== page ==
Giving: A Command With Promise

By: Jim Kaseman

Text: “Give and it shall be given unto you: good measure, pressed down, and shaken together and running over shall men give into your bosom. For with the same measure that ye mete withal it shall be measured to you again.” (Luke 6:38).

There is always a promise involved or implied in every command of our Lord. To see only the commandment is to interpret life in terms of duty and responsibility. To see the promise without the command is to neglect the essential condition for receiving the promise.

All of us have developed certain attitudes and concepts of life that make it difficult for us even to see some of God’s promises. It would appear that we are blind to many things that God is trying to communicate to us. Is it not true that all of us have read certain passages of scripture for years before the real message penetrated our consciousness? Our text is a case in point.

What do you hear Jesus saying when you read Luke 6:38? One person might reply, “This text teaches me that I should give full measure. It should be pressed down, shaken together and overflowing.” Another might say, “I see in this a gimmick for the receiving of an offering.” Both of these interpretations miss the point of the text by a country mile. The text is one word of command and the balance of the text is promise.


“Give…” From earliest childhood we are taught to be conservative with our money. We are taught that others would try to secure our money by one method or another. Because of this early teaching, combined with actual experience, most of us have developed what someone called a “pocketbook protection instinct.” This instinct immediately begins to function when we hear the word “give.” Most of us experience a mental
block at this point and consequently most of us have failed to recognize the promise that is attached to this commandment.


“For I was hungry and you gave Me food; I was thirsty and you gave Me drink; I was a stranger and you took Me in; I was naked and you clothed Me; I was sick and you visited Me; I was in prison and you came to Me… Assuredly, I say to you, in as much as you did it to the least of these My brethren, you did it to Me” (Matthew 25:35-36, 40b).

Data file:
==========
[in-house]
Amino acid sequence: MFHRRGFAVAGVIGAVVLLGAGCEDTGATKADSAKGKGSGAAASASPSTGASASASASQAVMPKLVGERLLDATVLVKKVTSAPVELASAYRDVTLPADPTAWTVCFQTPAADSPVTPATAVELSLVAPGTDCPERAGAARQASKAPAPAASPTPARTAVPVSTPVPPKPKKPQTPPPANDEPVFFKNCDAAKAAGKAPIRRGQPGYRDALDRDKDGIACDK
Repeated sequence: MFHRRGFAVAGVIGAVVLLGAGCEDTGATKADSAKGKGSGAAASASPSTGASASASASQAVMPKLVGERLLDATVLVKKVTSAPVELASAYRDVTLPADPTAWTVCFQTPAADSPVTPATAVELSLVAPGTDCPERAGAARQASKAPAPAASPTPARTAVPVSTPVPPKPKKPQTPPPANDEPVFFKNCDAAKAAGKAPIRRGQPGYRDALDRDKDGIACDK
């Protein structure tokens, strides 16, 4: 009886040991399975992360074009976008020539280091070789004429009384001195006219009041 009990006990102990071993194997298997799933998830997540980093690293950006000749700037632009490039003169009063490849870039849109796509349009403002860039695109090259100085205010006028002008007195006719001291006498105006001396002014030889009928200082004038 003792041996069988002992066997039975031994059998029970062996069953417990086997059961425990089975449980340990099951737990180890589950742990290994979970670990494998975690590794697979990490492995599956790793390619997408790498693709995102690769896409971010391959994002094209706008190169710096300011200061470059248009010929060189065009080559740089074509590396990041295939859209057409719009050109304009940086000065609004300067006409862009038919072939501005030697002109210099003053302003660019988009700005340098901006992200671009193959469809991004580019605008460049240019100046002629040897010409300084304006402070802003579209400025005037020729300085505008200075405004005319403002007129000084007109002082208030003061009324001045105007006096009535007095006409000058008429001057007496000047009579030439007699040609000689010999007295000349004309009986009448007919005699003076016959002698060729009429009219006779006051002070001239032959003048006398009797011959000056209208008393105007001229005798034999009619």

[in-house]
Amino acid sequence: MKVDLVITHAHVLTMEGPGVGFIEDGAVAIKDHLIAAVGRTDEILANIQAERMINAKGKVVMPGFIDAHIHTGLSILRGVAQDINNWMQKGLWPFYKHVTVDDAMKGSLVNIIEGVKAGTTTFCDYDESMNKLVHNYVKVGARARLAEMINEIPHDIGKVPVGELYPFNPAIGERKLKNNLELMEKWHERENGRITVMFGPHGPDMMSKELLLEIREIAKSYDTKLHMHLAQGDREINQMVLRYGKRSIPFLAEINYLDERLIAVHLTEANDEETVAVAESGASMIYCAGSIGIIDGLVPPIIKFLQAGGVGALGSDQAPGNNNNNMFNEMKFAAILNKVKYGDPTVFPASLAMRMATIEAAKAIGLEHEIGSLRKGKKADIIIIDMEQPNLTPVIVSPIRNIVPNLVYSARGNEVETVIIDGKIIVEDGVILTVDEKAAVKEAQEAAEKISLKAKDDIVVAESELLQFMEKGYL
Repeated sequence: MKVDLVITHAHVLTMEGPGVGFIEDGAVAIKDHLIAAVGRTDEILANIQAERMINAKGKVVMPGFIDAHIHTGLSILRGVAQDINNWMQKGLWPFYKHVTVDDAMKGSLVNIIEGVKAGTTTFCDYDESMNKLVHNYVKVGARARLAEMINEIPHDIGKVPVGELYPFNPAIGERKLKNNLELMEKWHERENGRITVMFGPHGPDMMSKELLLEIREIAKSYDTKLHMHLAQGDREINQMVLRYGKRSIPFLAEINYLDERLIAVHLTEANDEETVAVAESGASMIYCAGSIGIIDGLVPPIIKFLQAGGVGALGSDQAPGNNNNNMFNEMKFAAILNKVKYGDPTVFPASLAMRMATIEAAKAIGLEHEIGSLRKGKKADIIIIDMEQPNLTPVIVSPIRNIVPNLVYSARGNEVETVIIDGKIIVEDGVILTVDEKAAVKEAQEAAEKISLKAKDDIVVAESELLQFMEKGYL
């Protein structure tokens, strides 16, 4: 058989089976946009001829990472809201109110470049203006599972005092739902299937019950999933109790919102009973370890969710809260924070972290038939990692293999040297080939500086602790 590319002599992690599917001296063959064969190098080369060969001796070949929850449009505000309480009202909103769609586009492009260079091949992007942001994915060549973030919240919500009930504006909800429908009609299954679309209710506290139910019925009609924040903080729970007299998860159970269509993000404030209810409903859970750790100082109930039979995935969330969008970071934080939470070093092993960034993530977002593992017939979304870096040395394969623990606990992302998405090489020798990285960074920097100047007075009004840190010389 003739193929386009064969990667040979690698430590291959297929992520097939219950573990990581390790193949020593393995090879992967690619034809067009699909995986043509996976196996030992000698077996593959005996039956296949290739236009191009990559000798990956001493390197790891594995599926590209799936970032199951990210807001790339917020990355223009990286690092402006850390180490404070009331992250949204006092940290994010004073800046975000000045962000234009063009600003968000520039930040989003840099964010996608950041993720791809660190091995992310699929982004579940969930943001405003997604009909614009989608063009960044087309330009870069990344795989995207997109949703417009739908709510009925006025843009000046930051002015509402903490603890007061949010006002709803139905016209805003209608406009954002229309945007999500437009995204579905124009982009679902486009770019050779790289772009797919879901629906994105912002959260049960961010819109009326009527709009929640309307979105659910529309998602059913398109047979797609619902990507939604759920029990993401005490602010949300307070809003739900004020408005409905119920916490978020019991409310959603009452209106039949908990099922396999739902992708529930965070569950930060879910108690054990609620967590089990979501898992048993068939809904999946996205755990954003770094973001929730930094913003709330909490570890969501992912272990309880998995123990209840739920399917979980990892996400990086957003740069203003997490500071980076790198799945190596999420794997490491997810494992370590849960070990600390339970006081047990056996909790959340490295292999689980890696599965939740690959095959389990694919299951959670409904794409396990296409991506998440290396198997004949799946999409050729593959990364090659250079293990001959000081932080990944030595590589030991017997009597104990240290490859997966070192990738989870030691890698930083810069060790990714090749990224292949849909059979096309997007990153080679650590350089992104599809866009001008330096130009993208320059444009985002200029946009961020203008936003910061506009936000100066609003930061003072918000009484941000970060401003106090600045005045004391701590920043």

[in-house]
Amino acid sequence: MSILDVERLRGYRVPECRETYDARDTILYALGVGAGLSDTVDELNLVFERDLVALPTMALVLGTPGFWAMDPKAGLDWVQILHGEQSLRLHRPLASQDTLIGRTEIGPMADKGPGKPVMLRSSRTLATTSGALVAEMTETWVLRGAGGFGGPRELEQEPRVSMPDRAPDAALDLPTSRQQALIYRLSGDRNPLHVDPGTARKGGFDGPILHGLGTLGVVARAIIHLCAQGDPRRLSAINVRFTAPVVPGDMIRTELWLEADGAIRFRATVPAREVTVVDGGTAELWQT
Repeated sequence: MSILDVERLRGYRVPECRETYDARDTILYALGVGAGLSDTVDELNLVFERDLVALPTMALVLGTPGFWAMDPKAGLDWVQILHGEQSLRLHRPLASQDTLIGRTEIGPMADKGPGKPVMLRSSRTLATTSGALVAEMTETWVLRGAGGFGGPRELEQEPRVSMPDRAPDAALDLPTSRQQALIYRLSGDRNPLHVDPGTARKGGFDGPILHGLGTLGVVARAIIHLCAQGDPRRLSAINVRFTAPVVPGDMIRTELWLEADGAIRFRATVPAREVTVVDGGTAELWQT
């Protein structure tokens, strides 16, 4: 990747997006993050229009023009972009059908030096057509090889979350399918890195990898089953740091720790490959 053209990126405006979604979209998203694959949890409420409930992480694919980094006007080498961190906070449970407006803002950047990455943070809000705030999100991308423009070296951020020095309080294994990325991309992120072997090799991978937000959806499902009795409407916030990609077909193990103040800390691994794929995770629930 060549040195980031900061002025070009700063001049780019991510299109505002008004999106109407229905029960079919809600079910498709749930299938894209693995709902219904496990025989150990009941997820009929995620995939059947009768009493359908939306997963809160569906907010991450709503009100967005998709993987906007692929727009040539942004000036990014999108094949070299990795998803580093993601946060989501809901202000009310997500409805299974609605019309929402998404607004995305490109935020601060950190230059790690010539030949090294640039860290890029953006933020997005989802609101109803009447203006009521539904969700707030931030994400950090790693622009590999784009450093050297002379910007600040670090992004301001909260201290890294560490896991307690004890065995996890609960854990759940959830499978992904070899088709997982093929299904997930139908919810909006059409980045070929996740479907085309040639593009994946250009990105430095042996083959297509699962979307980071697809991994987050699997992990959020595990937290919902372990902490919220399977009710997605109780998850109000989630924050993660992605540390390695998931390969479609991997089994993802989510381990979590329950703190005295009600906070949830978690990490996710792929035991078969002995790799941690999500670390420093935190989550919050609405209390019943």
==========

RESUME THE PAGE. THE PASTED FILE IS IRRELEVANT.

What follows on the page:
We are born with a selfish, acquiring instinct. Christianity is known as the love walk, putting the needs of others before our own needs. We can claim maturity only after we have learned to share with others. Giving
is the way to real maturity.

Giving is the way to real joy. While there is a joy that comes as a result receiving, the highest joy that the human heart can know comes to those who are givers. Jesus Christ still remains the greatest giver of
all. And as difficult as it may be for us to believe, there was more joy for Jesus in connection with the cross than there would have been by avoiding the cross. “Who for the Joy that was set before Him endured the
cross, despising the shame and is set down at the right hand of the throne of God” (Hebrews 12:2b).

Giving is the way to usefulness. Only as we give to others can we feel useful or can we be used. Unfortunately, many people think only of themselves and get sidetracked from the real purpose we are to have in life.


The focus of the Christian’s life is to be on giving. This refers to every area of life and is not to be confined to the offering plate in church. But the Christian is to be a giver in his marriage, with his children, at school, at work, in business, at church and at play.


The Christian’s thinking and action is to be in terms of giving. Many labor under the mistaken impression that the highest form of giving is in terms of gadgets or trinkets that can be purchased and wrapped up in
a package. Some summarized what money can buy and cannot buy this way:

Money will buy:
A bed but not sleep.
Books but not brains.
Food but not appetite.
Finery but not beauty.
A house but not a home.
Medicine but not health.
Luxuries but not culture.
Amusements but not joy.
A crucifix but not a savior.
A church pew but not heaven.